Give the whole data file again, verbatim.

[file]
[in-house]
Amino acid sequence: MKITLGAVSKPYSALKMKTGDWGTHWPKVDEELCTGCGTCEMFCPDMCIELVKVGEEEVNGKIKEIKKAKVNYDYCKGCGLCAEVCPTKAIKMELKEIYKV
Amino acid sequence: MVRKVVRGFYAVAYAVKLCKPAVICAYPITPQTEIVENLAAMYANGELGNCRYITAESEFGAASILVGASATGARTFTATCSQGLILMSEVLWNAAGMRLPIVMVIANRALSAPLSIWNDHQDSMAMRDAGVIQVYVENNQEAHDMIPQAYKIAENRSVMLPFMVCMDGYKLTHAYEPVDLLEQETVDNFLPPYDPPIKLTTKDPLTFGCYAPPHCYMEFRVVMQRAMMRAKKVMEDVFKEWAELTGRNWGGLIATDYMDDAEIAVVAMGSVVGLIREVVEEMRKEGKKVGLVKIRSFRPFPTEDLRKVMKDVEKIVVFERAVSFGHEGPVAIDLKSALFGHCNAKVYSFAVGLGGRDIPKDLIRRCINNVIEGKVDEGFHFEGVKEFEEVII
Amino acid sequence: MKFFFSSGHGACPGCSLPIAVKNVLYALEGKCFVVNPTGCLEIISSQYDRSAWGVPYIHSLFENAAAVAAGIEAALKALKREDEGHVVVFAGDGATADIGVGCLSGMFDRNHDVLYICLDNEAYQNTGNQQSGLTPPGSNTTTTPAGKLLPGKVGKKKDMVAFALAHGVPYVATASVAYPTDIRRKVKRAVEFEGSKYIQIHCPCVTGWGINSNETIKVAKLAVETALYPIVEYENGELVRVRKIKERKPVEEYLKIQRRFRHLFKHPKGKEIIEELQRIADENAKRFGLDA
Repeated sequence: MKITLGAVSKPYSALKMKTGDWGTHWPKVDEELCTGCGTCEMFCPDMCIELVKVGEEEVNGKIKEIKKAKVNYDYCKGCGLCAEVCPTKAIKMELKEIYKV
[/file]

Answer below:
[in-house]
Amino acid sequence: MKITLGAVSKPYSALKMKTGDWGTHWPKVDEELCTGCGTCEMFCPDMCIELVKVGEEEVNGKIKEIKKAKVNYDYCKGCGLCAEVCPTKAIKMELKEIYKV
Amino acid sequence: MVRKVVRGFYAVAYAVKLCKPAVICAYPITPQTEIVENLAAMYANGELGNCRYITAESEFGAASILVGASATGARTFTATCSQGLILMSEVLWNAAGMRLPIVMVIANRALSAPLSIWNDHQDSMAMRDAGVIQVYVENNQEAHDMIPQAYKIAENRSVMLPFMVCMDGYKLTHAYEPVDLLEQETVDNFLPPYDPPIKLTTKDPLTFGCYAPPHCYMEFRVVMQRAMMRAKKVMEDVFKEWAELTGRNWGGLIATDYMDDAEIAVVAMGSVVGLIREVVEEMRKEGKKVGLVKIRSFRPFPTEDLRKVMKDVEKIVVFERAVSFGHEGPVAIDLKSALFGHCNAKVYSFAVGLGGRDIPKDLIRRCINNVIEGKVDEGFHFEGVKEFEEVII
Amino acid sequence: MKFFFSSGHGACPGCSLPIAVKNVLYALEGKCFVVNPTGCLEIISSQYDRSAWGVPYIHSLFENAAAVAAGIEAALKALKREDEGHVVVFAGDGATADIGVGCLSGMFDRNHDVLYICLDNEAYQNTGNQQSGLTPPGSNTTTTPAGKLLPGKVGKKKDMVAFALAHGVPYVATASVAYPTDIRRKVKRAVEFEGSKYIQIHCPCVTGWGINSNETIKVAKLAVETALYPIVEYENGELVRVRKIKERKPVEEYLKIQRRFRHLFKHPKGKEIIEELQRIADENAKRFGLDA
Repeated sequence: MKITLGAVSKPYSALKMKTGDWGTHWPKVDEELCTGCGTCEMFCPDMCIELVKVGEEEVNGKIKEIKKAKVNYDYCKGCGLCAEVCPTKAIKMELKEIYKV